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20121002
20121010
Search Results 0 to 5 of about 6 (some duplicates have been removed)
on the economy and one each onro healthcare, the role ofan government and governing. with an emphasis throughout onc differences specifics, and choices. both candidates will also have two minute closing statements. s promised to remain silent. no cheers, applause, boos, hisses, among other noisy, distracting things, so we may all concentrate on what the candidates have to say. there is a noise exception right now, though, as we welcome president obama... and governor romney. [cheers and applause] >> reporter: gentlemen, welcome to you both. >> gentlemen, welcome to you both. let's start the economy, seth one and let's begin with jobs. what are the major differences between the two of you about how you you go about creating new jobs?w you have two minutes. each have two minutes to start. a coin toss has determined, mr. president, you go first. >> thank you very much, jim, yu for this opportunity. i want to thank governor romnek and university of denver for your are hospitality. there are lot of points i wantr to make tonight but the most important one is that 20 years ago i became the luckiest ma
was in an accident... i was worried the health care system spoke a language all its own with unitedhealthcare, i got help that fit my life. information on my phone. connection to doctors who get where i'm from. and tools to estimate what my care may cost. so i never missed a beat. we're more than 78,000 people looking out for more than 70 million americans. that's health in numbers. unitedhealthcare. neil: i want you to look at this crux of people in spin alley as they call it, and i'll chat shortly, a very astute observation that there's more romney people in that throng than there are obama people, and i think she's right. i'm looking at that. that doesn't necessarily mean anything, but if you want to get your people out in force, and you feel good about the job you think your guy did, then it's no trouble for you even to leave the debate early, as many did, rudy juliani was here before the thing finished. the president had his surrogates out there as well. this is a fascinating what i call a right of passage in politickings -- politics and debate history. you watch a debate, how should i feel? di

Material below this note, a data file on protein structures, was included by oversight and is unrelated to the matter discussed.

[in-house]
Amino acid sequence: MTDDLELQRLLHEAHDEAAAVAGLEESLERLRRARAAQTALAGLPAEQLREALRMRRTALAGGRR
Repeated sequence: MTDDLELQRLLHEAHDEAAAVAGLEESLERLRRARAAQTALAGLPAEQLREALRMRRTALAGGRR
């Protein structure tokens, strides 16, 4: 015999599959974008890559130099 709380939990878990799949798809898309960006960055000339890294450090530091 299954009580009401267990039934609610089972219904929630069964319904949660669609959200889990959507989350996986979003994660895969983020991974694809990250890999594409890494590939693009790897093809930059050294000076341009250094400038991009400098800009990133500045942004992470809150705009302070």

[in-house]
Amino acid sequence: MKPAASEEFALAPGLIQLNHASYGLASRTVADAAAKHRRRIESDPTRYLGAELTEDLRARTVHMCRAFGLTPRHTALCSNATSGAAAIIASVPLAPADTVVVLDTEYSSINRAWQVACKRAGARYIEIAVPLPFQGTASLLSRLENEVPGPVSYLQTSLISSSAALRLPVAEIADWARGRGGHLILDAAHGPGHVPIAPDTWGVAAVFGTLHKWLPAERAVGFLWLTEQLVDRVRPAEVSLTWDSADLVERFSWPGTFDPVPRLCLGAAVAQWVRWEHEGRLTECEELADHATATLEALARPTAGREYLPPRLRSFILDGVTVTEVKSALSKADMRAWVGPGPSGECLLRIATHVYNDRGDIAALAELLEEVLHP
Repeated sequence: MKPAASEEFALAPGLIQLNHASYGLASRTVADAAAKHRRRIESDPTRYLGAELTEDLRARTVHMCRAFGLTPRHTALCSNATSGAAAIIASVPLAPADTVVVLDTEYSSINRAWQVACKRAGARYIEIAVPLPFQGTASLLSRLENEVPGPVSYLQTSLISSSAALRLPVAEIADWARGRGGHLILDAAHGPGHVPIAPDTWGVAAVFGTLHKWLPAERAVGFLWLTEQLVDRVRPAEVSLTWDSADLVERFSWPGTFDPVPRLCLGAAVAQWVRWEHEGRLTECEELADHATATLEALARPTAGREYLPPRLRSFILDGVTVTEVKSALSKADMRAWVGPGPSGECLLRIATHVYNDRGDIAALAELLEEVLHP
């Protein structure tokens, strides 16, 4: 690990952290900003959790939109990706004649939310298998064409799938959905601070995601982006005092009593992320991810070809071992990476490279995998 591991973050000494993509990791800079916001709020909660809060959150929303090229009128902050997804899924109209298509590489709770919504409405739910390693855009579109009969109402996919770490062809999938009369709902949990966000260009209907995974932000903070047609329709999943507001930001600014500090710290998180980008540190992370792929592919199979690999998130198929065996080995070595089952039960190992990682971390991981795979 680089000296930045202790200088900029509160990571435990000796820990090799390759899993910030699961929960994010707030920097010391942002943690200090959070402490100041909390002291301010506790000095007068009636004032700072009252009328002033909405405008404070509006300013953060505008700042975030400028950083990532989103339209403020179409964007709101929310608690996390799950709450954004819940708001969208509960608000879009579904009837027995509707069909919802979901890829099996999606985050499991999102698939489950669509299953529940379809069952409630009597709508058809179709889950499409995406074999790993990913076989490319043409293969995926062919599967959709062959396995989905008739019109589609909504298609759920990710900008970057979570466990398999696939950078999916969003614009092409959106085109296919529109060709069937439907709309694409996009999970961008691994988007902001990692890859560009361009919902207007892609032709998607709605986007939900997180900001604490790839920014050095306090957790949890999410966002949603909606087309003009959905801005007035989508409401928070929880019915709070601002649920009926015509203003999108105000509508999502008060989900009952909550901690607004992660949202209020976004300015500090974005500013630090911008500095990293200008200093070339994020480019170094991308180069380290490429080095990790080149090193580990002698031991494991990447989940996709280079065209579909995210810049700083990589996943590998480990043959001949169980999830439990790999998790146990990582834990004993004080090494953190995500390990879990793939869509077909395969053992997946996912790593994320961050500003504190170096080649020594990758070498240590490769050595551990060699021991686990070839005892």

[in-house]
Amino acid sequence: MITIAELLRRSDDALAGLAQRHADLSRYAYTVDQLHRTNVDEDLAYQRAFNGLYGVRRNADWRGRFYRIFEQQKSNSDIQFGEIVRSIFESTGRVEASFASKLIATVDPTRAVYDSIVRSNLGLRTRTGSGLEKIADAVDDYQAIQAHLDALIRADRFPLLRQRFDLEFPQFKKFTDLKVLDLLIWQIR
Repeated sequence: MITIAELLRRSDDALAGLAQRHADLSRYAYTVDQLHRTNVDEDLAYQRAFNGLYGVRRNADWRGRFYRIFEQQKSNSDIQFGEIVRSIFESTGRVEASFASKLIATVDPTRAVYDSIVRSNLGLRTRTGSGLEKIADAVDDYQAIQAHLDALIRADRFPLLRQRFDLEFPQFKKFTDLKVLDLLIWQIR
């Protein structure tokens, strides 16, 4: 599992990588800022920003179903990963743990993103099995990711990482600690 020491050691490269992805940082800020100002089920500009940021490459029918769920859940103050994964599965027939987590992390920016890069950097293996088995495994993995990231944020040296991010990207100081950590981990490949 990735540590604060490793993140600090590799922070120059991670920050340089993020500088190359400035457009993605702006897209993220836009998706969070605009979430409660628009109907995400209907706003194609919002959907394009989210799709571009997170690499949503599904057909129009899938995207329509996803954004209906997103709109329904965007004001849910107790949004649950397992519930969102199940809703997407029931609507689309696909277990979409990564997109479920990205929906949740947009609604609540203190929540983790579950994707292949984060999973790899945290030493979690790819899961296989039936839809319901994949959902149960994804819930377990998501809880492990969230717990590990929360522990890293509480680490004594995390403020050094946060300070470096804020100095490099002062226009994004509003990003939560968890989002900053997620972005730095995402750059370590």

was worried the health care system spoke a language all its own with unitedhealthcare, i got help that fit my life. information on my phone. connection to doctors who get where i'm from. and tools to estimate what my care may cost. so i never missed a beat. we're more than 78,000 people looking out for more than 70 million americans. that's health in numbers. unitedhealthcare. she's "time's" assistant managing editor. rana, i wonder what you thought about the two candidates as they talked about the economy. how did their plans measure up against each other? >> i think the key issue is taxes and i think you have to wonder whether romney's math adds up. i think we're still left really wondering about a lot of details, about how this plan is going to garner the revenue he's talking about. i think we still don't know what sort of loopholes are going to be closed. and whether or not the math can be made to work without opening up contentious loopholes like the mortgage interest deduction. but i think there's a biggest math issue here and that's whether or not lowering tax rates creates jobs
with health-care inflation, this would cost the average senior about $16,000 per year, but governor romney has said is he will maintain traditional medicare alongside it. there is still a problem. those insurance companies are clever about figuring out who are the younger and healthier seniors. they recruit them, leaving the older, sicker seniors in medicare. every health-care economist as said overtime, the traditional medicare system will collapse. you have people, like my grandmother, at the mercy of the private insurance system when they are most in need of decent health care. i do not think vouchers are the right way to go. this is not only my opinion. aarp thinks the savings we obtained from medicare bolstered the system, lengthened the medicare trust fund by eight years. benefits were not affected. if you repeal obamacare, those seniors will pay $600 more in prescriptions. there will have to pay co-pays. the primary beneficiary of that repeal our insurance companies that are estimated to gain billions of dollars back when they are not making seniors healthier. that is not the right appr
Search Results 0 to 5 of about 6 (some duplicates have been removed)